The best thing about having a trusted connection is that you can access that person’s network now.
Often the access is indirect. You don't need to know who your connection has to trust to be able to help you. I don't know the suppliers that the hippies rely on. The hippies are trust abstractions, a little bit like functions – since I trust their output, I don't need to see the implementation.
At other times, you want to refactor the function and get access to the connections directly. This is called asking for a referral. If I need plumbing, I ask the hippies whom they would use – and since I trust them, I can transfer that trust and gain a new trusted connection. I can also do chains of referrals, where I ask them to refer me to someone that refers me to someone else that refers me to… alas, the further you go, the more you dilute the trust so we can’t go on forever.
In an interview, anthropologist Joseph Henrich describes using these chains of referrals to establish trust with groups he wants to study:
Joseph Henrich: … making a chain of relationships. I did the same thing with the Mapuche in Chile. I had a friend who had a friend in Santiago, who had a woman who cleaned his house, who had a cousin in the southern part of the country. And I followed that chain of relationships into the community.
That gave him the trust needed to convince the Mapuche to participate in game-theoretical experiments. Making use of referrals this way, allowed him to expand his network of trust far beyond Dunbar's number – 150 – which is generally held to be the number of people you can coordinate through informal processes. It is one of the processes that makes it possible for a suftaja to travel across the Indian Ocean.
Referrals are a blast. The last time I traveled to a place where I didn't know anyone – Switzerland – I asked my friend Viktor to recommend me to people in Zürich and Bern. His connections in turn referred me to others. That immediately, as soon as I got off the train, planted me into a caring social network. Russian horror surf-bands. Ping pong in a stable. A Game of Thrones analysis marathon with some french literature students. They even bailed me out when I ran out of money, and got caught ticket-less on the train home.
To scale a network of trust you need to engage people you don't know in small transactions. You have to observe how they behave and see if the transactions are worth your time. When they are, you have to increase the transactions by returning ever-larger favors. And then you reach out through referrals.
Some people will be better at this than others.
Lyndon B. Johnson was an obsessive collector of trusted collaborators. From his college years on, he would do everything he could to make people he could trust stay in his orbit. He would place them in agencies he controlled, he would make them partners in law firms he trusted, or in his radio studio, or at subcontractors he favored. That way, when he decided to run for Senate, he had a minor army of lawyers and organizers that could be mobilized at short notice. And then, once elected, he proceeded to place them in federal agencies, where they would wait patiently for his bid on the presidency.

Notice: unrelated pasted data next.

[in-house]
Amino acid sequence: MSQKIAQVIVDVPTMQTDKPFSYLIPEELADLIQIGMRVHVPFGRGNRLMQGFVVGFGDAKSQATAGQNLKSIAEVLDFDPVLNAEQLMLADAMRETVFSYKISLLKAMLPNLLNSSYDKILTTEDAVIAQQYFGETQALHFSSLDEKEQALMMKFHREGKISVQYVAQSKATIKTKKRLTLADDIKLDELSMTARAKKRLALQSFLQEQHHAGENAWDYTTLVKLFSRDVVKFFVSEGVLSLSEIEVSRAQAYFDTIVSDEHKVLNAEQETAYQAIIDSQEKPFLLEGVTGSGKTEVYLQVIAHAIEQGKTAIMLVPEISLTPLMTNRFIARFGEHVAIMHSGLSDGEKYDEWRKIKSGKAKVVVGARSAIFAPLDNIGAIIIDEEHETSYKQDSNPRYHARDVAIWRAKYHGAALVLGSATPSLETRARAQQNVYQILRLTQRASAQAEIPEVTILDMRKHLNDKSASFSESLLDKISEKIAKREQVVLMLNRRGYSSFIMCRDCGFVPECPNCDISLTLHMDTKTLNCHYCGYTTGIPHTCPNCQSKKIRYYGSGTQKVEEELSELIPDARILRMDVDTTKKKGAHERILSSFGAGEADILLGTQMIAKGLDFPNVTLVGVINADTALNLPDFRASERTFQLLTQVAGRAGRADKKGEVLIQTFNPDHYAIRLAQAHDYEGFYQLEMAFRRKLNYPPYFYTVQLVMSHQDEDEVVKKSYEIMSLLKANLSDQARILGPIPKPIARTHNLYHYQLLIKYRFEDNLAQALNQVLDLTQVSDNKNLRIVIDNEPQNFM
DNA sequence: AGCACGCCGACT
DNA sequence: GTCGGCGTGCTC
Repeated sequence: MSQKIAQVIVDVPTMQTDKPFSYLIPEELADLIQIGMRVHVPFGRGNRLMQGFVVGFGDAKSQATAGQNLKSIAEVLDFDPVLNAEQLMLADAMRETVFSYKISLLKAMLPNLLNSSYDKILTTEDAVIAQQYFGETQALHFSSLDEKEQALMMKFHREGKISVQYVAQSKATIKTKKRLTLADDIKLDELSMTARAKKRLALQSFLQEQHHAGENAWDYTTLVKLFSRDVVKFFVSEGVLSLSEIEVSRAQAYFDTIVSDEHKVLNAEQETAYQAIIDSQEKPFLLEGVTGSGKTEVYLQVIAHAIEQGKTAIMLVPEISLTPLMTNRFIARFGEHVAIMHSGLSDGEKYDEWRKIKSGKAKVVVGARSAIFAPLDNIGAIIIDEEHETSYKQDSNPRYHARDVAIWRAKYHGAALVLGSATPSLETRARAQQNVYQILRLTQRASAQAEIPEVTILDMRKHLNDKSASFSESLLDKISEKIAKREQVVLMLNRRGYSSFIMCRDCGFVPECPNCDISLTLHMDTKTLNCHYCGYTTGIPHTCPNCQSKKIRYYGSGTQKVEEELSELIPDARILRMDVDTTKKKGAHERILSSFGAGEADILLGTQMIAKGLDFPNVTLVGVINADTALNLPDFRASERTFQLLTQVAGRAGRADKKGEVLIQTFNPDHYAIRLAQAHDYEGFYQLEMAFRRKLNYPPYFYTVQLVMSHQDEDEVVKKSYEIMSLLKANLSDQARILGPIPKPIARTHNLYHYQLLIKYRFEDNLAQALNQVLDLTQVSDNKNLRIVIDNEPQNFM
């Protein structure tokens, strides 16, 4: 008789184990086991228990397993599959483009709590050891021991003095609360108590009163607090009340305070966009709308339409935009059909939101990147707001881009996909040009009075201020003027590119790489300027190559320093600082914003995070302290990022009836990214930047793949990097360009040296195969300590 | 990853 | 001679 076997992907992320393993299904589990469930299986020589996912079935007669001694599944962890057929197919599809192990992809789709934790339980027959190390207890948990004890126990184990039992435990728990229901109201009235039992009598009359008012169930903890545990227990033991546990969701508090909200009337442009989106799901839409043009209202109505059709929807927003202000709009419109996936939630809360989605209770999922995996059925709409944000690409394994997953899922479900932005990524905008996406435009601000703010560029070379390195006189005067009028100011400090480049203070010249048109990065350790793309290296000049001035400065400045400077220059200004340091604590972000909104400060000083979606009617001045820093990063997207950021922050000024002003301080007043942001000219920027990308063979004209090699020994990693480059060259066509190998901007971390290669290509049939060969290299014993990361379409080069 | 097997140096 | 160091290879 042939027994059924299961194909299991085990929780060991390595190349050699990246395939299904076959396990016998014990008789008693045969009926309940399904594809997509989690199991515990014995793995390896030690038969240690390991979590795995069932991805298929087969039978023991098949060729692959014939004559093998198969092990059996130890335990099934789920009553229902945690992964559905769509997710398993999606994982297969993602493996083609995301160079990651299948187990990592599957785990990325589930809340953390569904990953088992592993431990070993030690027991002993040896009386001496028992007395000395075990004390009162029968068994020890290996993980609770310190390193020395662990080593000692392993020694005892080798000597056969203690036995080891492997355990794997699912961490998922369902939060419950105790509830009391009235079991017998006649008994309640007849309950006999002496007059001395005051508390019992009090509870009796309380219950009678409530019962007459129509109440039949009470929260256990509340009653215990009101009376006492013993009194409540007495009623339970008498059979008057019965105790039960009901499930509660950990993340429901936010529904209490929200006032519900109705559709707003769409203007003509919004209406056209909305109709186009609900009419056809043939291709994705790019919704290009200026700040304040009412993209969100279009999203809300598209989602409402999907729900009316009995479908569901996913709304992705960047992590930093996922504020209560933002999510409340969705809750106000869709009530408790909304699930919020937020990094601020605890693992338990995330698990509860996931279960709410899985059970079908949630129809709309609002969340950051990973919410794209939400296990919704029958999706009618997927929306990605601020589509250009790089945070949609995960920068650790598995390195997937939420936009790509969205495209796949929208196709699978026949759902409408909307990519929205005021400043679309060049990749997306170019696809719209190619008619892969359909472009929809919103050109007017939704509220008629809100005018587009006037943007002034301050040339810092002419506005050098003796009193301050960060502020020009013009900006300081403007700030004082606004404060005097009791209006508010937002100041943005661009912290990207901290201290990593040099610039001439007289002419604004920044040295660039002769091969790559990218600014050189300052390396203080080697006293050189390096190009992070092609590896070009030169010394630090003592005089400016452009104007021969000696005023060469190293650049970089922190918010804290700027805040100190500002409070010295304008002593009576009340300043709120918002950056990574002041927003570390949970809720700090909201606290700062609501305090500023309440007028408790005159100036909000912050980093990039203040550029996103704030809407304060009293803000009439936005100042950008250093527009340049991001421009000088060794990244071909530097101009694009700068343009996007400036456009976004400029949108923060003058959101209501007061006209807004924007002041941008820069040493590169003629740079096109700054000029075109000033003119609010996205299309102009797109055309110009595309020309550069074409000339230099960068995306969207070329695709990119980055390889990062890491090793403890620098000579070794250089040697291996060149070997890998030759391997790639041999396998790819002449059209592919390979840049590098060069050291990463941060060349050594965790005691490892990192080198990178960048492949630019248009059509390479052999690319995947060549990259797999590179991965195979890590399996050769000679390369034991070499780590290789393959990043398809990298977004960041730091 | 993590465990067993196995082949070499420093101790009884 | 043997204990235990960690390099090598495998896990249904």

People like Johnson accumulate piles of trust and can make unfathomable numbers of referrals. They are massive trust abstractions. Having them in your network can vastly increase what you can accomplish.
But controlling the flow of trust also gives them power over you. They might take a cut of the transactions they enable, they might impose demands; Johnson perfected this. In the Senate, he would sit through the night with his phone in the dark, making call after call, pulling on an intricate web of connections until, by morning, the votes he needed had been switched. He would also humiliate the people that depended on him by making them take his orders while he shat in front of them.
When I discuss this essay with Ryan Fugger – a person who, having invented the concept behind Ripple, knows way more about trust than me – he points out that corporations usually play this trust abstraction role. Banks, for example, abstract trust, and then extract value from the transactions that enable. That's great. People who do not trust each other can buy trust from a corporation. But why are so many people unable to create their own trust?
Ryan writes in the chat:
… it's possible that most people just aren't interested in [tools that help them leverage their trust networks], and that the whole network would devolve into a network of banks that abstract the trust of their account holders, just like today.
For those willing to grow their networks of trust, rather than relying on bought trust, though, there is leverage to be had.
Take the Amish. In 1965, as Johnson (by then President) was expanding social security to include Medicare, the Amish leveraged their network power to renegotiate their deal with the State. Having high levels of trust, they were able to coordinate and get themselves exempted from the social security system – and the taxes.
Figuring out how you do that, however, I will have to leave for another day.
(Cross-posted from my blog.)
Seems like "trust that scales" is an important social technology that most of us have lost. Perhaps the population got too large and disconnected, and the mechanism didn't scale enough. (Two random medieval Islamic merchants probably had a friend in common. Two random people in New York City probably don't.) But sometimes you can still use it, if you limit yourself to a small social group such as the Amish, or the upper class.
I already know from experience that trust is not transitive. There are people whom I trust, but I don't trust their judgment about whom else they trust. Sometimes this seems correlated; some people seem too naive to lie, but also too naive to spot a liar. Sometimes they place too much trust in their group, but the group is a mixed bag of true believers (who probably are trustworthy, when it comes to helping their fellow believers) and opportunists (who are mostly there to exploit the true believers and their connections). Sadly, at least once I have introduced an untrustworthy person to my group of friends, because I failed to notice the red flags. Similarly, I got burned by trusting a person that multiple(!) trustworthy people have recommended to me. (I still trust the people who made the recommendation, and they regret the mistake they made.)